Hyrule subway map

Classic videogame worlds reimagined as subway maps

Few moments are more familiar in an old-school dungeon-crawler than the opening of a treasure chest, only to find a dungeon map. But if—for whatever whim of your fancy—you’ve been hoping instead for a subway map to unfold itself from those chests, you’re in luck: graphic designer Matthew Stevenson has created six sprawling “subway” maps, based on his favorite NES games.

revel in these maps’ ability to evoke warm nostalgia

Each map is unique, encompassing the specific visual appeal of the game they seek to compress. The Legend of Zelda (1986) subway map, for example, is intricate and sprawling—based loosely on the London Tube—reminiscent of the hours spent riding through Hyrule Field. The map based on Metroid (1986), however, is blocky and bold in color as though it were an interpretation of Samus’s Power Suit. Stevenson didn’t miss any of the classic heavy hitters; he has also designed subway maps based on Final Fantasy (1987), Dragon Warrior (1986), Maniac Mansion (1987), and Zelda II: The Adventure of Link (1987), all loosely based on real-world subway systems.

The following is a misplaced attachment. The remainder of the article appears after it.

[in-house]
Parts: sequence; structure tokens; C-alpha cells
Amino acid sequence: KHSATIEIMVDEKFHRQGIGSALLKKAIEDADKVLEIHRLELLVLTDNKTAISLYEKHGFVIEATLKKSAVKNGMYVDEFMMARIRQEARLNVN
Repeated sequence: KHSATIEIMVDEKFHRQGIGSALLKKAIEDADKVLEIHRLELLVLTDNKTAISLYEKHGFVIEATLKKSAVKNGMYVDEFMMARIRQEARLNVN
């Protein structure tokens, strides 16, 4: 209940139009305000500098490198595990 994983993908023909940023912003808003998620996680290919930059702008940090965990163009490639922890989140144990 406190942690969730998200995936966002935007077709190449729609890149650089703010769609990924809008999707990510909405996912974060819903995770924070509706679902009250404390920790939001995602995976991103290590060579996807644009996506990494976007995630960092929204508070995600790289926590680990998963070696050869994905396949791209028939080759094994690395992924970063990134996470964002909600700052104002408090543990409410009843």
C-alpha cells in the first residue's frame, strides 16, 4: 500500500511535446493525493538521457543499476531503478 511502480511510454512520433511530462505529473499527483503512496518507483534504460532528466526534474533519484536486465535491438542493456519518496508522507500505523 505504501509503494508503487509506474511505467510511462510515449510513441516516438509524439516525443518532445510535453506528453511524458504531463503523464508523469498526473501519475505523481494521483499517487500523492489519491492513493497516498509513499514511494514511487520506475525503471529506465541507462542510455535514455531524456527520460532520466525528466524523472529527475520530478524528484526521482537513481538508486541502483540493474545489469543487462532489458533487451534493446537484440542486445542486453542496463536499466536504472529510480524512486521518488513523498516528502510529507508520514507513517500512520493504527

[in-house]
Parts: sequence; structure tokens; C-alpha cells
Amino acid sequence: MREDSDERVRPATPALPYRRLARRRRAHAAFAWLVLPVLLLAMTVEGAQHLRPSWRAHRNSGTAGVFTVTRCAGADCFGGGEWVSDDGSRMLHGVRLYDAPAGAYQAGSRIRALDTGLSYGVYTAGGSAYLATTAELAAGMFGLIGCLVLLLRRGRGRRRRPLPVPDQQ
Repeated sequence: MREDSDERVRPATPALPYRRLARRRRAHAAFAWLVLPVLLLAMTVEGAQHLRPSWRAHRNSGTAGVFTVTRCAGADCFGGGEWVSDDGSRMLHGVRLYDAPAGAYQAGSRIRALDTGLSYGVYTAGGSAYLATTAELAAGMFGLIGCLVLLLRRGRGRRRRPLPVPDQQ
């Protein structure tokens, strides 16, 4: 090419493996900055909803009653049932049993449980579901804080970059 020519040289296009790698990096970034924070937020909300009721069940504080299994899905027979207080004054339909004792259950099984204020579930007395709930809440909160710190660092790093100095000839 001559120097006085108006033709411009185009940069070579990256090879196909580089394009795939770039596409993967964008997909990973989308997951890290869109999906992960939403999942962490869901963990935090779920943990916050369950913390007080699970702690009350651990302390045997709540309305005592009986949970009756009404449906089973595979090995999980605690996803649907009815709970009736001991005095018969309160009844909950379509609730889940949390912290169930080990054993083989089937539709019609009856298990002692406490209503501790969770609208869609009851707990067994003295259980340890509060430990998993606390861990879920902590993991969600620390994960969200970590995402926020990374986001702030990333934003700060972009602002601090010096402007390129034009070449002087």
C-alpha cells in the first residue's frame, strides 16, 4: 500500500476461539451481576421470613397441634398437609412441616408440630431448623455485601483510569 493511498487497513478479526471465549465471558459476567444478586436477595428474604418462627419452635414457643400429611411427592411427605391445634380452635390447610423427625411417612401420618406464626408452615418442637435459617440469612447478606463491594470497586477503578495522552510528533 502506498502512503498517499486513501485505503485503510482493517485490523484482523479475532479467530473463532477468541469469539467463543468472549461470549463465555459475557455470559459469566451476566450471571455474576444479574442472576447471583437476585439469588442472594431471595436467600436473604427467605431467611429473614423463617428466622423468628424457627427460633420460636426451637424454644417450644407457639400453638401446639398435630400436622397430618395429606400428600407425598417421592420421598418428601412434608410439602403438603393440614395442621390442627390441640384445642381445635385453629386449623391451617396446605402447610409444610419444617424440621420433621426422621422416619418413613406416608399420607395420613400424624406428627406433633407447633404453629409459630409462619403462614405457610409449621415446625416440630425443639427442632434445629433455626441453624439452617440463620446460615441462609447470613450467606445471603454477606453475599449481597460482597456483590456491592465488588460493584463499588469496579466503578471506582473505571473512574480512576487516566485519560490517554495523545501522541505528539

Final Fantasy subway

What is perhaps most impressive about these designs is how they reimagine entire videogame worlds as simplified one-dimensional spaces, yet retain a strange sense of familiarity: these are the worlds you know and love, only more abstract and sophisticated. One can hang them in their office and revel in these maps’ ability to evoke warm nostalgia for classic Nintendo in a minimalistic way, and perhaps feel inspired to revisit those beloved worlds.

You can see all of Matthew Stevenson’s videogame subway maps over on Red Bubble.

h/t CityLab